I went into this fairly blind. I knew it was directed by Edgar Wright, who’s style had impressed me with movies like Scott Pilgrim Vs. The World and Shaun of the Dead, and well… who doesn’t enjoy a good car chase movie?
Relative new-comer Ansel Elgort plays a young guy who works as a getaway driver for Kevin Spacey’s heist planner, and has to work with a variety of violent crims along the way. The thing is, he happens to have a bad case of tinnitus following an accident and resorts to playing his iPod to drown out the ringing (good way to make it worse, mate). This unusual spin on a tired formula has a likeable lead performance, a gentle slow burning love story involving a (very) cute waitress and several heart-in-mouth action sequences involving some damn fancy driving. So this delivers as a fast, fun and frantic ride but what does it bring to the table we haven’t seen before? The inclusion of music ranging from Motown to jazz is an interesting idea and has some of the action and gun fights even playing along to the tunes – albeit only marginally successfully. Thing is the music itself isn’t that memorable and when it really should have stood out, the other sounds, like gunfire and tires screeching, drowned out what is actually being played (including a near inaudible ‘Brighton Rock’ by Queen).
Thankfully the script is sharp and often funny, and the central love story is engaging with Ansel good as the lead (although his frequent dancing and bopping gets a little silly). Also turns from John Hamm, a scene-stealing Jamie Foxx and of course Spacey are all on-par. Oh and Edgar Wright sure can film action, with lots of clever, ultra-stylish imagery making every sequence explode. So all in all this was a fun …ride, but what originality it tries to inject ultimately left this feeling overly familiar instead. One to check out though.
I went into this fairly apprehensive. I’d heard only luke warm opinions of it and the usual it’s no ‘Shaun of the Dead’ which has been ringing in my ears with every movie the comedy pairing of Simon Pegg & Nick Frost have appeared in since. This time around Pegg plays a lovable loser whose never really grown up and still yearns to complete the sacred ‘golden mile’ pub crawl that he and his friends attempted and failed at on the last day of school. Now approaching forty, he decides to ‘get the band back together’ and hunts down his old mates who have all moved on, got jobs, gained families, become someone where as Pegg is still the same person he ever was.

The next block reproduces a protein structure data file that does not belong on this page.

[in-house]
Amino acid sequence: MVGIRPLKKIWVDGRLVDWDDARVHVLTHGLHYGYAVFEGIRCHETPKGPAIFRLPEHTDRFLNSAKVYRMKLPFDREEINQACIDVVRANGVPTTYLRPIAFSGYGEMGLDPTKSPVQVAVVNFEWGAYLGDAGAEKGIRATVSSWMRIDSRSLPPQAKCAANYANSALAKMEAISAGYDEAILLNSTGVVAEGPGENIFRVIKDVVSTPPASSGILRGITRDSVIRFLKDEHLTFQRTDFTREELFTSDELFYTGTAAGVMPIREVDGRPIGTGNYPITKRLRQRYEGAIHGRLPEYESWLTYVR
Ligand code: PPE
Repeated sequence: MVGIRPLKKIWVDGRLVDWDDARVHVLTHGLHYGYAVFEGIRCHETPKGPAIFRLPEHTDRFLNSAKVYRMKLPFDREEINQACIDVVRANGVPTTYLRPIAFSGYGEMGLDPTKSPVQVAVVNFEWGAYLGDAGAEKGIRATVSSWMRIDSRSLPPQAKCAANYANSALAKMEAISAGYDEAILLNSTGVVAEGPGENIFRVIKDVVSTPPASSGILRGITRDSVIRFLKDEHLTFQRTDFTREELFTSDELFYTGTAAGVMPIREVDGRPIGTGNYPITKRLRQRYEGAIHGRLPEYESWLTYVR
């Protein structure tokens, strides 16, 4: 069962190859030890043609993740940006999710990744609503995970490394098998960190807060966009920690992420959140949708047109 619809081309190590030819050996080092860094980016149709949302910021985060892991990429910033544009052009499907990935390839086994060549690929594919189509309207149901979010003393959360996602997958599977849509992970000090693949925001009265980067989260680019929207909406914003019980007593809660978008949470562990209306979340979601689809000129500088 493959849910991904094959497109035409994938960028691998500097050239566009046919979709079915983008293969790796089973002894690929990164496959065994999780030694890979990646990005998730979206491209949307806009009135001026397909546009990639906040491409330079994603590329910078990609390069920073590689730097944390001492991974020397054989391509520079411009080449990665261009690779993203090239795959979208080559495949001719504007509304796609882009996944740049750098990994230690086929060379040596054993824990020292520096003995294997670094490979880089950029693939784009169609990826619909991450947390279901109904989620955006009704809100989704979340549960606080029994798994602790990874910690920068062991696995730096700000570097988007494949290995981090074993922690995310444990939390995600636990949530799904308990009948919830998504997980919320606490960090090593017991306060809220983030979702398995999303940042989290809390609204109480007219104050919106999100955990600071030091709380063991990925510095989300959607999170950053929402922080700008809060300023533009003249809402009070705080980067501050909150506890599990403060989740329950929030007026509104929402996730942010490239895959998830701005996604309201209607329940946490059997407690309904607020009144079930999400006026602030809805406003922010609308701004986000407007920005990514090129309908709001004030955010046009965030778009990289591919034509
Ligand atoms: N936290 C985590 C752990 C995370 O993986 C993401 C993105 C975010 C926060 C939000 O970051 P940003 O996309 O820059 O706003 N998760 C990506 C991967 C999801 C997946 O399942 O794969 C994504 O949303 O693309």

A great initial concept sets forth a very energetic ride with snappy dialogue-a-plenty and the usual slapstick pop-culture referencing fun of Pegg & Frost at their best. Lending a helping hand is a wealth of familiar Brit actor faces, including The Hobbit’s Martin Freeman along with Paddy Considine to name but a few. Unlike Pegg & Frost’s last outing ‘Paul’ however this is brought endlessly to life by the scatter-shot, imaginative direction of Edgar Wright, yes the same man that brought us ‘Shaun and Hot Fuzz not to mention the underrated Scott Pilgrim Vs The World. Very clever editing and stylish camera work and surprisingly excellent effects work too. You see the friends all go back to their home town to attempt this so-called pub crawl and suddenly find themselves in the middle of an alien invasion where the majority of the towns folk have been assimilated, ala The Stepford Wives.
I’m not ashamed to say it, but I had a riot with this. There’s some very funny lines (… ‘he may be a bit of a cock, and he is a cock … but he’s my cock’…) and some great action (the gents fight scene is first rate, think the matrix with a twist) and the on-going gag of getting a pint in in every pub, no matter what is happening just never stopped being funny. Yes the ending feels a tad thrown together, and well the alien invasion concept is almost as tiresome as zombies … but that never hurt Shaun of the Dead.
It’s easy to like Brit comedy actors Nick Frost & Simon Pegg, two obvious best buds whose television and movie parings have made for comedy gold, helped by their obvious talent and endless knowledge of pop culture. Shaun Of The Dead, their big-screen debut was the perfect marriage of romantic comedy and zombie horror and remains one of the best comedies to ever come out of the UK. Pegg has subsequently gone onto a Hollywood career, starring in the likes of the Star Trek reboot. But as is expected, he’s right at home alongside Frost, and again we have a sure-fire hit on our hands.
Movies about dating, famously known as rom-coms are a dime a dozen and to be honest, do little to grab my attention. Now movies about dating with a plethora of video game references and over-the-top surreal special effects, kung fu and sword fights – that’s a different matter entirely!
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